Archives For Client Stories

In the developing world, children are often among the most vulnerable. Living on less than $1.90 a day, an estimated 385 million children live in extreme poverty, experiencing chronic malnutrition, food shortages, and lack of clean water.

HOPE believes one of the best ways to care for children living in poverty is to empower their parents. Using HOPE-network services, parents and caregivers start savings accounts or build up small businesses, providing for their children’s needs themselves rather than relying on outside charities or services. Continue Reading…

Header image: slum neighborhood of Asunción, Paraguay

In the 1990s, the World Bank interviewed more than 60,000 individuals living in low-income countries, asking one primary question: What is poverty?

When asked this question, Western audiences often respond with what those in poverty lack: food, money, clean water, etc. But the families interviewed by the World Bank described poverty in much more multidimensional terms, naming the lack of options, strained relationships, low self-esteem, and feelings of helplessness.

A HOPE staff member once asked a savings group in Rwanda the same question—how do you define poverty? Most of their descriptions framed their experience of poverty as emotional and relational: Continue Reading…

For countless families around the world, financial need has crushed dreams. Over time, poverty can suppress even the ability to dream. Yet, at HOPE International, we believe in a God who rekindles dreams.

In underserved communities around the HOPE network, nearly 900,000 men and women are harboring dreams like launching new businesses, seeing their children graduate, and owning their own homes. These same families are investing their own time, hard work, and funds—and leveraging HOPE’s financial services—to see those dreams come to fruition.

In these photos, members of the Let’s Fight Poverty savings group in Rwanda share their dreams. Meeting by meeting, cent by cent these savings group members faithfully pool their resources and seek the Lord, their eyes fixed on what could be.

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When Kafelini Daudi’s husband told her to take their children and go ahead of him to Ntcheu, a small village in rural Malawi, she assumed that he would meet them there. But he never did. Unable to locate him, Kafelini had no choice but to move forward. She needed to find a way to provide for her five children, even if they only ate one meal a day. She remembers, “I had no money.” Continue Reading…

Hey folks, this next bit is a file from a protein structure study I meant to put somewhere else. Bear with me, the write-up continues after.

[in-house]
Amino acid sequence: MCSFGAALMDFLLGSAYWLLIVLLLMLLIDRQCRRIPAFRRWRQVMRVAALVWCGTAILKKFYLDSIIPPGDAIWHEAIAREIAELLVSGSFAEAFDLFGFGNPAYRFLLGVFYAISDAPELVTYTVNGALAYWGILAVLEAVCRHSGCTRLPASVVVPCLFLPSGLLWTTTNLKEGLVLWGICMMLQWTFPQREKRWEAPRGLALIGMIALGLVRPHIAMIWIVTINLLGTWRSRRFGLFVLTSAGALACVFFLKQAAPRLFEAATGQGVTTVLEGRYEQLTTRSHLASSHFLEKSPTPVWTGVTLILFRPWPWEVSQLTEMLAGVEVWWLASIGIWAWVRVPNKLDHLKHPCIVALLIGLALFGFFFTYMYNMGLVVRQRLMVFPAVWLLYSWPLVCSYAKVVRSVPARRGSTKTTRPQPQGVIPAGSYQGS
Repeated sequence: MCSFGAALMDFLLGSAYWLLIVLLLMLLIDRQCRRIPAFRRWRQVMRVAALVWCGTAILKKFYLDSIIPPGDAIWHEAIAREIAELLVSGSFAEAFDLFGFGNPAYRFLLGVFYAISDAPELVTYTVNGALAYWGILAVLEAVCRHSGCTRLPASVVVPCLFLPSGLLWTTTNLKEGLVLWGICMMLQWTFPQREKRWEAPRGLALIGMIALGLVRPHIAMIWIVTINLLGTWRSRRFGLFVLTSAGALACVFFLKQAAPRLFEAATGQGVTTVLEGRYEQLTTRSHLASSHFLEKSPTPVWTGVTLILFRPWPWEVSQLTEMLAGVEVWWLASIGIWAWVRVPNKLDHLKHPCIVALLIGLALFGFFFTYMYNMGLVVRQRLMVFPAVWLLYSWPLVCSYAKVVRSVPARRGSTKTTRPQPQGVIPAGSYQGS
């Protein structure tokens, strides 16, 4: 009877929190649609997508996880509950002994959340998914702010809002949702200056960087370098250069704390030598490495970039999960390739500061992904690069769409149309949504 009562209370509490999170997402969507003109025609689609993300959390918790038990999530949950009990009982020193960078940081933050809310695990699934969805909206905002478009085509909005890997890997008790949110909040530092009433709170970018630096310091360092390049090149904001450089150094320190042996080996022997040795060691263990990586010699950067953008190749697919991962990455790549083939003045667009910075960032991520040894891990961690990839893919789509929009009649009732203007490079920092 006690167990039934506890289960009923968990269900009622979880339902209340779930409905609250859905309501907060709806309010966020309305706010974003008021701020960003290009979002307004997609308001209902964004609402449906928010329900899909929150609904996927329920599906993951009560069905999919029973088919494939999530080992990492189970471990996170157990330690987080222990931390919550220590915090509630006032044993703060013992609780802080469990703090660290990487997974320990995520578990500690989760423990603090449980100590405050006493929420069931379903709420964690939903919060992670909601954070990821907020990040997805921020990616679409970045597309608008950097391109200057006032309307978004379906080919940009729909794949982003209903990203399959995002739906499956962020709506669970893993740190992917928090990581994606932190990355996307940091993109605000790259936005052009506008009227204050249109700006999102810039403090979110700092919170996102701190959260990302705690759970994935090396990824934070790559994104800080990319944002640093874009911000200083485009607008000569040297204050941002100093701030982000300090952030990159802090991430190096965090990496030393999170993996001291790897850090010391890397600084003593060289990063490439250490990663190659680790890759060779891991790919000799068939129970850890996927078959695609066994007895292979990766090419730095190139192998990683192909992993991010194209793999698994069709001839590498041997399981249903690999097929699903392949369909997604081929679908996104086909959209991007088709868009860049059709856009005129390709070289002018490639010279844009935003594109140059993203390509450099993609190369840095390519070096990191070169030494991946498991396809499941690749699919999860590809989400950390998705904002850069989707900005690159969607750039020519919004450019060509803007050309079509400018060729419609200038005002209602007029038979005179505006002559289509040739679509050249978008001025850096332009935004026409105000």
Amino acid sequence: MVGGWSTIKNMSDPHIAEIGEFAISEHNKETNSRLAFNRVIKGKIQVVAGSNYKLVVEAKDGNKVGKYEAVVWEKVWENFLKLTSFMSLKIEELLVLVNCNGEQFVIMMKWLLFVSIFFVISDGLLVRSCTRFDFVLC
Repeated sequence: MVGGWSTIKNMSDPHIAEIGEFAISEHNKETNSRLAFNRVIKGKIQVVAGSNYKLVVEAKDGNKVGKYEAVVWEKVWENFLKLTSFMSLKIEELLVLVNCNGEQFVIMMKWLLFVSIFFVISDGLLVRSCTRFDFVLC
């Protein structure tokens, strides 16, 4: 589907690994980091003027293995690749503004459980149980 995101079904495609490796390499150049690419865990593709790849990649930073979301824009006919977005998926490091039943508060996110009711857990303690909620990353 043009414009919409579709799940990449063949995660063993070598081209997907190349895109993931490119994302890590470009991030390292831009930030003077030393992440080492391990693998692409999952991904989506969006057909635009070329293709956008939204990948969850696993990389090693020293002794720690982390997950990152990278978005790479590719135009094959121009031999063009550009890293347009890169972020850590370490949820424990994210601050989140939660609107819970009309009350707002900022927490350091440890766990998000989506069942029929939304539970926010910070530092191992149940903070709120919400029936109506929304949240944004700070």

Unity Savings Group, Malawi

By Kevin Tordoff, Vice President of Marketing

I recently found myself in Malawi, known colloquially as the Warm Heart of Africa. Driving into a southern community, we stopped by the side of the road by Nixon, a volunteer church facilitator for savings groups. Nixon has been serving in this role for the past four years—almost since HOPE Malawi’s inception. Riding his trusty bicycle, Nixon weaved his way through the dusty dirt roads, guiding us to the home where the savings group meeting was held.

Like many savings groups around the HOPE International network, the Mgwirizano (“unity”) savings group is comprised of 14 multi-generational members. As the meeting began, they enthusiastically shared how the loans from their pooled savings had allowed them to build and repair their homes, how goats had been purchased for breeding and other productive purposes. Their hard work farming small plots of land and selling the produce at market enabled the members to have the funds needed to pay back any loans disbursed from the group’s savings.

Leading HOPE’s marketing department for over a decade, these stories had begun to feel standard—I’d read and heard countless stories like the one the group shared, and I’d even had the opportunity to visit savings groups in the past that looked very similar to this one.

But then, a young man, Samson, from the group arose and directed an unexpected question at me: “Where have you been, HOPE?”

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Each year, HOPE celebrates clients who demonstrate our values of perseverance, compassion, character, and creativity by announcing the Thurman Award winner. Established in honor of HOPE’s first CEO, the Thurman Award celebrates clients who have not only experienced change in their own lives but have also extended that transformation to others in their community. We’re excited to share the story of Peter, this year’s runner up for microfinance institutions!

After a severe case of measles left him blind at age 8, Peter felt he had limited options for his future. In a culture where blindness is highly stigmatized, many blind people are vulnerable to living as beggars. To support their three children, Peter and his wife, Mukanziza—who also lost her sight due to measles as a child—decided to start a business building rental properties.

Prejudiced by his disability, every bank he and Mukaniza approached for a loan turned them down. And that’s when Peter learned of Urwego Bank, HOPE’s microfinance bank in Rwanda.

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